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One of the treasure-troves of the fall is about to be unearthed: Farber On Film: The Complete Film Writings of Manny Farber (The Library of America), edited by the poet Robert Polito. For any movie fan who’s carried around and memorized chunks of the only previous, relatively-slim collection of Farber reviews, the eruptive Negative Space, this new volume — 880-plus pages of Manny-festations to be published Oct. 1 — is a dream come true.

So why am I writing about a movie book on a TV blog? Because one element that crops up here and there in Farber on Film is something previously unknown to me: that Farber occasionally reviewed television shows and made some typically original, provocative statements about what we used to call the small screen.

Writing in 1959, Farber asserted, “In its early period, TV hit roads which few in pop-comedy thought to travel… For the first time, large audiences saw a muderously dry infantry life (Sgt. Bilko), a morbid, bickering slum series (The Honeymooners), and a driveling Mr. and Mrs. (I Love Lucy), all of which were funnier in their depiction of the mirthlessness of daily existence than for their expected comic embroidery.”

What Polito describes in his marvelous introduction as Farber’s “fierce, serpentine essays that shun movie-criticism commonplaces like character psychology, story synopsis, and social lessons” was also true of his occasional TV pieces.

Farber wrote about Mike Wallace and Jack Paar, about the vaunted Edward R. Murrow’s celebrity interviews (“answers fell through Murrow’s disinterest like coins in a gum machine”), and took swipes at the pretentions of overrated TV writers such as Rod Serling, Paddy Chayefsky, and other purveyors of “dialogue-character-idea cliches” that give me goosebumps of pleasure. (What I wouldn’t give for reviews by Farber, who died in 2008, of shows like Mad Men and American Idol.)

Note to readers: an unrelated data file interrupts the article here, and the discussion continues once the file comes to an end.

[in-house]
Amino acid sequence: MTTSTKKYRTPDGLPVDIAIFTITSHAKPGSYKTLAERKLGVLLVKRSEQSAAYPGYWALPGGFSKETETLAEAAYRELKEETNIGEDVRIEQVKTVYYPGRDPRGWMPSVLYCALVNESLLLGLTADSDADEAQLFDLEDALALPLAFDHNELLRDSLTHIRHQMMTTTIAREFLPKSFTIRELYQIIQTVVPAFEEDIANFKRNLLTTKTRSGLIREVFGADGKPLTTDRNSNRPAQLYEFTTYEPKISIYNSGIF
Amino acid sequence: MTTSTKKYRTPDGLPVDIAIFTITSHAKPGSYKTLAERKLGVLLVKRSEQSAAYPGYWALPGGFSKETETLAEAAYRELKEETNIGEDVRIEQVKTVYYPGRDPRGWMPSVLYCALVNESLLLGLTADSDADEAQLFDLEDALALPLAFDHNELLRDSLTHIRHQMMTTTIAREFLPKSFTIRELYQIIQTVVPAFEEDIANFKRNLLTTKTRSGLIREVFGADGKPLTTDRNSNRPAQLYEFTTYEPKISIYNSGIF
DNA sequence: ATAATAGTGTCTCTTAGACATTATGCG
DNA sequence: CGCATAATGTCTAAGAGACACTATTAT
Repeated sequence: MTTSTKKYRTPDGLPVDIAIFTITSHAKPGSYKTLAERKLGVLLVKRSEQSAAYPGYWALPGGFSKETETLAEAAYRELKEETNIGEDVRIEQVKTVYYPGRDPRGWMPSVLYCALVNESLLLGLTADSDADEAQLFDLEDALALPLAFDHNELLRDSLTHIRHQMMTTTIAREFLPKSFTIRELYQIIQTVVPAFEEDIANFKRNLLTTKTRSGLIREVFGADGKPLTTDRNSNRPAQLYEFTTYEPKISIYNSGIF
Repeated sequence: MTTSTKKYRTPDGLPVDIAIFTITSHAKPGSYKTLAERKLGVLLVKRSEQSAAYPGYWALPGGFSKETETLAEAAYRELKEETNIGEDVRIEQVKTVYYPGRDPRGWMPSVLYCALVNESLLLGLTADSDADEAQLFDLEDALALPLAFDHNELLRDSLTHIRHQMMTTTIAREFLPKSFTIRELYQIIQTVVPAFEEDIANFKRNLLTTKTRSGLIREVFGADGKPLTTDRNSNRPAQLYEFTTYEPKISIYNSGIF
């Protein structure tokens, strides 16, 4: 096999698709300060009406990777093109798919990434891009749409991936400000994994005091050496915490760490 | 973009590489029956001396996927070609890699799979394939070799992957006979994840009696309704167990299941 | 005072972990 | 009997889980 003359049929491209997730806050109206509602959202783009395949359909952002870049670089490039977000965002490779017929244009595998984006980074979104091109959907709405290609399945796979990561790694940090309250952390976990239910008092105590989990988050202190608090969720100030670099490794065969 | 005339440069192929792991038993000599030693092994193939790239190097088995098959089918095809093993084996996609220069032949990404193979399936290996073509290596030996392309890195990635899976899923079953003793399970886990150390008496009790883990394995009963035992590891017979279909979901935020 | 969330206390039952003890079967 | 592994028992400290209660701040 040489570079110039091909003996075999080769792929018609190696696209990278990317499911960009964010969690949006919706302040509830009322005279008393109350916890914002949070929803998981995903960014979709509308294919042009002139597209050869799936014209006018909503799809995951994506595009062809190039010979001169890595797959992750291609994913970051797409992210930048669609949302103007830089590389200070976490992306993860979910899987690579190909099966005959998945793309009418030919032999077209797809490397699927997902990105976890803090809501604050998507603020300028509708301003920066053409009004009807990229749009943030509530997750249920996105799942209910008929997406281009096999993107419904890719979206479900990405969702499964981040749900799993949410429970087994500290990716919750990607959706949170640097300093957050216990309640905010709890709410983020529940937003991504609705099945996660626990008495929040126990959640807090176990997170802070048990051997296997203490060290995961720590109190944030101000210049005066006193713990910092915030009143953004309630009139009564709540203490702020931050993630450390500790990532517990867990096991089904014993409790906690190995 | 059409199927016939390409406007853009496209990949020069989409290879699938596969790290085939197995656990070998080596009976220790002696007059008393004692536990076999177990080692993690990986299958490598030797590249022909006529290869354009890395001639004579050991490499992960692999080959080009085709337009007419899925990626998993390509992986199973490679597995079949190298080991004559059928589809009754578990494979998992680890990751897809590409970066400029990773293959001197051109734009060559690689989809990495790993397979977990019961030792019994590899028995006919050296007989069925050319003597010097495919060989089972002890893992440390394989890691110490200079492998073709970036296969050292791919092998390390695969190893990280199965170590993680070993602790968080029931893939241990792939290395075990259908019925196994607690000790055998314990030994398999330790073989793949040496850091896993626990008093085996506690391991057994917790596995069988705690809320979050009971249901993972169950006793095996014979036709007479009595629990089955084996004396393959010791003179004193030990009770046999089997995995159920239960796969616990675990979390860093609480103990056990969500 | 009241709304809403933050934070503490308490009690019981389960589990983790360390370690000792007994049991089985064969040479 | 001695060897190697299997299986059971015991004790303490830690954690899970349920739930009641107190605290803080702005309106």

Yet Farber remained optimistic about television’s potential: “Any year now, TV may realize that little help is needed from neighboring arts… Working well within the restrictions of the medium, TV could shake the now muscle-bound audience out of its easy chairs.”

It’s fascinating to think that, at around the same time Farber was writing some of his greatest film essays — “White Elephant Art Vs. Termite Art,” “Underground Films,” “Cartooned Hip Acting” — he was also casting a sharp eye at television, then commonly considered a vastly inferior medium to film. Yet it also makes sense, since Farber was always ahead of the curve (and frequently around the bend and twisting the curve into a mobius strip), always cussedly independent, and endlessly curious about every way in which people communicated with each other through various media. For Farber, it was primarily film and fine art (he was also a first-rate, utterly original painter). Now we know we can add television to this list.

I cannot urge you enough to pre-order your copy of Farber On Film today.